Ditch group projects, take on the workload by yourself

October 17, 2017

Alan Smithee

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    If you’re ever in the unfortunate situation of being assigned a group project, you need to know how to handle it.

    More likely than not, your group will be woefully underprepared. One of them walked in 15 minutes late with a half-empty Starbucks. Another group member yawned while the professor was assigning the project.

    It may as well be the apocalypse.

    It’s an important project. You need to critically analyze every point made in the text book in a novel-length treatise. This is it: if you don’t take on the two straight weeks of work by yourself, you are going to fail this course. Imagine what your parents would say if they found out.

    The pages upon pages of research fall onto your shoulders to complete, and it is vital that you complete them.

    Cancel all of your plans for the next few weeks. Throw the TV out the window because you need that precious table space for the project that will make or break your college career.

    If, by the half-way point, your friends don’t think you’ve become a conspiracy theorist with the many pages of research you’ve done hung haphazardly on the walls, you’re not doing enough.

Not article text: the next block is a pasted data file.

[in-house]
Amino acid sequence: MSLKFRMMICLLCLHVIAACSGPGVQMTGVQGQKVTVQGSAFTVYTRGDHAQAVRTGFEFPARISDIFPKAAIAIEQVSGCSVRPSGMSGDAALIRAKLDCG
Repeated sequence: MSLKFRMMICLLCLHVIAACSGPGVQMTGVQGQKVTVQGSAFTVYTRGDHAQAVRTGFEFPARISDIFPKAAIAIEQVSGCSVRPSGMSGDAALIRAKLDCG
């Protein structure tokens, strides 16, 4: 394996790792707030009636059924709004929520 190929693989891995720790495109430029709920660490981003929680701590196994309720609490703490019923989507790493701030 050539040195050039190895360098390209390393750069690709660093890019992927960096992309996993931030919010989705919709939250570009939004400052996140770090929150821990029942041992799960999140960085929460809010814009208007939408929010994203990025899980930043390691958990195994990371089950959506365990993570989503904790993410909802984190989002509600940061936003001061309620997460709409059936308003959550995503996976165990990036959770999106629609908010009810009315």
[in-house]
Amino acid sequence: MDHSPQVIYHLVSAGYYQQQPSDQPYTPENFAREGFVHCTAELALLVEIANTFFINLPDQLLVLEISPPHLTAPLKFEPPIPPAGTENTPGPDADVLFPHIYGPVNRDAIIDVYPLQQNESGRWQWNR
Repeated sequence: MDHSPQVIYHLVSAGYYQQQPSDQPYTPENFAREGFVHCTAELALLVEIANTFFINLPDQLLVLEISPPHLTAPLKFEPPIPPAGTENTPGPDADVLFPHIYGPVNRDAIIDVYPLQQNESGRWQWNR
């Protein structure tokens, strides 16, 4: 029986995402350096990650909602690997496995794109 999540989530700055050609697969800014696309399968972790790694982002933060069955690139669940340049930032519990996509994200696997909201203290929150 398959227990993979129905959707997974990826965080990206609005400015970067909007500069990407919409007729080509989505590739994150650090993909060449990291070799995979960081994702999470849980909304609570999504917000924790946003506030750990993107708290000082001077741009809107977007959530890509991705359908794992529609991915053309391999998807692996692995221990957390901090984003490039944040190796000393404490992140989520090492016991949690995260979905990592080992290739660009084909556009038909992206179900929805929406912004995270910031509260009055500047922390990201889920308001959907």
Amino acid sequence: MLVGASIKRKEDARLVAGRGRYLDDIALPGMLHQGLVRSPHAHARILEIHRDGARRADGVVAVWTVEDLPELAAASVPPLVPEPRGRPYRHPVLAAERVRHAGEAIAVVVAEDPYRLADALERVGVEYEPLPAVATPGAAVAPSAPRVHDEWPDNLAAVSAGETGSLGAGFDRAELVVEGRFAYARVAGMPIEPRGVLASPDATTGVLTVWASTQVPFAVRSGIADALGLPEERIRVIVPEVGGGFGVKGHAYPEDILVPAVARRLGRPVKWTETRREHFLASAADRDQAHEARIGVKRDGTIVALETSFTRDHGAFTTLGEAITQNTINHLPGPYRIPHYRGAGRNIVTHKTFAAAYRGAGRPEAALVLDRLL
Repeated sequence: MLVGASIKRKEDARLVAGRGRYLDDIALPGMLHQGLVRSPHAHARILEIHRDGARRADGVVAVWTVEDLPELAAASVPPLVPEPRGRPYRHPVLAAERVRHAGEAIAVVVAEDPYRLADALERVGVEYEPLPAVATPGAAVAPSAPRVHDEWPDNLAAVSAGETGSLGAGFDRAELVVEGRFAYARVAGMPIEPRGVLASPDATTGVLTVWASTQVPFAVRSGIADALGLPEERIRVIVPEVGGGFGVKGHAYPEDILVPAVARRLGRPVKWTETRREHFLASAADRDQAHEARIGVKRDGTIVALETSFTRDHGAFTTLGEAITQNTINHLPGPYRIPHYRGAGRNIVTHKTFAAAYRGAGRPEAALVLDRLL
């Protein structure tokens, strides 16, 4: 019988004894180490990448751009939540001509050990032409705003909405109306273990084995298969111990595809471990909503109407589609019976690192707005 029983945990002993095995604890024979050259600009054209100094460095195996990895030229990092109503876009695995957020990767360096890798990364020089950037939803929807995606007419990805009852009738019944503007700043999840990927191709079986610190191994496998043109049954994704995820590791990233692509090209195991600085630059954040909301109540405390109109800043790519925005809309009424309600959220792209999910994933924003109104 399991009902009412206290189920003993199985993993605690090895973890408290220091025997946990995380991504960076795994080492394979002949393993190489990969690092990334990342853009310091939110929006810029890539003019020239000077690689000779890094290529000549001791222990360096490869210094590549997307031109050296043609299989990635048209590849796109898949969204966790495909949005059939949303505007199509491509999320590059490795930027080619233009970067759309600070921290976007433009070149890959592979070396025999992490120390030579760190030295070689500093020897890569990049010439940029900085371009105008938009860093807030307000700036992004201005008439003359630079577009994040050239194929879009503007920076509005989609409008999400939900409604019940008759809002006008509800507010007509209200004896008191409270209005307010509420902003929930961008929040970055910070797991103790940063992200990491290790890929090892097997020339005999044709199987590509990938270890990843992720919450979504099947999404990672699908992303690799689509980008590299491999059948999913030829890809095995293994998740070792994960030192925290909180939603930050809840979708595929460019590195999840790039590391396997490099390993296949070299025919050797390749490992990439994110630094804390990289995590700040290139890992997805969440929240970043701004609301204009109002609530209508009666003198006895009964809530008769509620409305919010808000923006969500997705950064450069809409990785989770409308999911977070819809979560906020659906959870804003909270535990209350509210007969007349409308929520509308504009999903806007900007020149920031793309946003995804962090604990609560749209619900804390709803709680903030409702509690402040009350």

Slam 15 Five-Hour Energies to get 75 hours of the most productivity you’ve put out in your entire life.

    Once you’ve broken three keyboards from over-use, you can take a one-minute break.

    You become one with your assignment; you’re in some sort of academic Nirvana. The rest of the world falls away, and it’s just you and this glowing computer screen upon which your master work is nascent.

    You see the clock turn over to midnight as the last page prints off the library printer. Two weeks, 80 bottles of Five-Hour Energy, $60 in paper. The walls back in your bedroom have a new wallpaper comprised of academic articles and your increasingly manic notes.

    But it was all worth it, because you didn’t let the other group members even get close to ruining it.